If you don’t recognize the reference of the title, it’s based on a song from the old Wonderama TV show, “Kids are People Too”.
Since the latest U2 album was leaked (and subsequently released), there’s been a remarkable reaction, which has me thinking again about something that I’ve always found curious. The range of opinions on the album is extraordinary. Although the percentage of people who love the album as compared to those who don’t like it is around an 85 to 15 ratio, the minority is vocal, and feel very strongly about how they feel. Some of them are long time U2 fans who are deeply disappointed. For people like me, who absolutely love the album, and think its some of their best work ever, it’s as hard to understand their point of view, as it is for them to understand how people could like it.
And I think I know why.
Songs are a lot like people.
Did you ever have a friend who was dating someone you couldn’t stand, or who was the last person in the world you’d ever think they’d be with? Exactly. Human / human relationships are based on a complex chemical relationship. You can call it physical or spiritual; it doesn’t matter. But our relationship with music has exactly the same basis. It’s entirely personal, and there is nothing you can ever do to force people to feel how you do about an album or song.
Music is one of the wonders of the world. Mathematicians and music theorists have always tried to explain our relationship with music. But I think we understand it as well as we understand human / human relationships. That is — very little.
You know how hearing just a few notes of a song can trigger a memory or a feeling? Doesn’t the same happen in fleeting moments with other people?
And yet, we still tend to give music the benefit of a doubt more than we do other people. You’re familiar with the saying, “first impressions last“, right? That’s almost always true for relationships between people. It’s extremely rare that a person get a second chance after meeting someone for the first time, to change the impression they’ve projected. But with music, we sometimes admit that some music needs to “grow” on us. “It’s a grower,” we’d claim. How often do we say that about people? “Yeah, John may grow on me.” I think we can learn something there, and it shakes up my theory a bit, but nevertheless…
…well, there’s another difference between music and people. Songs don’t have feelings. Well, I take that back — songs have proxies for feelings — the people who like them. We’ll stick up for music like it’s our own spouse or kids. We feel hurt when other people don’t like the same albums we like. Especially if we generally respect their taste in music. Just like we felt frustrated when our best friends didn’t like our boyfriend / girlfriend.
And that’s why we see so many passionate debates about topics like the latest U2 album. Debates that turn into mudslinging affairs where everyone ends up feeling hurt. Besides politics and religion, there’s nothing people get more passionate about than music. Well, maybe Macs vs. PCs, but that’s usually reserved for weirdo techies like myself.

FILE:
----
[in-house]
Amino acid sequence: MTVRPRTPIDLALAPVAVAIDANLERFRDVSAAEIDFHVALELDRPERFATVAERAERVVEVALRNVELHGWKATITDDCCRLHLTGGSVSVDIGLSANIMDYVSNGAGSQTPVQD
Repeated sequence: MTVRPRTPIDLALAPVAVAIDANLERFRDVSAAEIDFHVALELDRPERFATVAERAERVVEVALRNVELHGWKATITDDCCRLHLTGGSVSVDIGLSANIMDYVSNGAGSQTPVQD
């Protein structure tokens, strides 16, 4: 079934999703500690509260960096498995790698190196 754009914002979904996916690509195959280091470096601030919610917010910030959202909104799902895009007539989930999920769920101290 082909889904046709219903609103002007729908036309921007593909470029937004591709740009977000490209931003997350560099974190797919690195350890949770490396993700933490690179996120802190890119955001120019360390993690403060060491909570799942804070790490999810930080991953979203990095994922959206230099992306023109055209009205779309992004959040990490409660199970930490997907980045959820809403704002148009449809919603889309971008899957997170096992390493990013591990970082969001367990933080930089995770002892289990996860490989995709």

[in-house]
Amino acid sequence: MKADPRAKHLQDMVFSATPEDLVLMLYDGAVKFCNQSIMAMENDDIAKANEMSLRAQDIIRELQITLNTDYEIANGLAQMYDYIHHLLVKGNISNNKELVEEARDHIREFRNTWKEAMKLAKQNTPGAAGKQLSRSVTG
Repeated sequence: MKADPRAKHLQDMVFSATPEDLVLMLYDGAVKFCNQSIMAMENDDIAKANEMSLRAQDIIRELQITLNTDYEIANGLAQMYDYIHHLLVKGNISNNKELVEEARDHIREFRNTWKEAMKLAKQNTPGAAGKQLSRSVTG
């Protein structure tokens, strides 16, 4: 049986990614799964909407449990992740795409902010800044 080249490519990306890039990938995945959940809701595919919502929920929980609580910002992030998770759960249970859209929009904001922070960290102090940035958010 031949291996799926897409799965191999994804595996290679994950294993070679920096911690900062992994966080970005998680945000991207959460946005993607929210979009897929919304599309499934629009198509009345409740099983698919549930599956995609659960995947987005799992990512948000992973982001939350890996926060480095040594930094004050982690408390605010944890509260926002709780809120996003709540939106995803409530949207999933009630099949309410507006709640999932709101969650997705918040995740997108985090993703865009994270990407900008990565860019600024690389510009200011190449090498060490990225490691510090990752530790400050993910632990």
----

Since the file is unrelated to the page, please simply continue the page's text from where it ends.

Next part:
Did you ever immediately click with someone that your friends hated? The type of person you’d usually avoid? Well, did you ever get into a song or album of a type of music you usually could not stand? Humans and music share an extremely complex relationship. If you break a person down into all their different personality traits, you’d never get to the bottom of their essence. Humans are much more than the sum of their parts. Music is the same. Even a simple-sounding song, as, say, “The Day Before The Day” by Dido. It’s easily one of my favorite songs of all time, but it’s really very simple. All it takes is a hook in a couple of right places, inflection here and there, a note placed perfectly, and the right pause between a couple of notes or lyrical phrase, and it’s taken to a level that can only be reached as a whole.
Why do you think Pandora requests input on each song it plays for you, even though it has an advanced “genome” recognition system? It’s because they realize the complexity of music and our musical tastes. No matter how advanced their analytical system is, there’s no way they’ll ever be finished learning about our tastes.
So, when the rest of your family sees dear old Aunt Beatrice as a whacko, don’t hold it against them. They just never gave her a chance to “grow” on them. Just like you never let “No Line on the Horizon” grow on you. 😉
If you love the new U2, great. You’re happy. If you’re disappointed in it, although it doesn’t feel very good right now, don’t worry. Listen to the U2 you loved in the past. Listen to other music — there’ so much out there. As the old saying goes, “there are other fish in the sea.” And you are definitely not alone.
But you may want to give “Aunt Beatrice” another chance.
THANK YOU for writing this. I am over feeling guilty for not liking it, although I feel like I’ve been cheated on by my band. We’ll see if it grows on me!
I want to see more blogs about working in a tight economy and I want to hear your opinion on how to survive this economy. I assumed you went throught the tech bubble and have some good advice for technology people who have lost their jobs. I hate to be negative but this is a subject that you could offer a lot of insights on.
I hear you, Mike. I’ve been completely overwhelmed at work lately (some of it because of related issues due to a lack of resources), and other life stuff. I had started a job post about the expectations of someone in the tech field who is looking for a job, and how to prepare. I still need to finish that. I have many other related topics (about 15 or so in my list) that I’ve been drafting out, and need to get back to as soon as I get some stability here.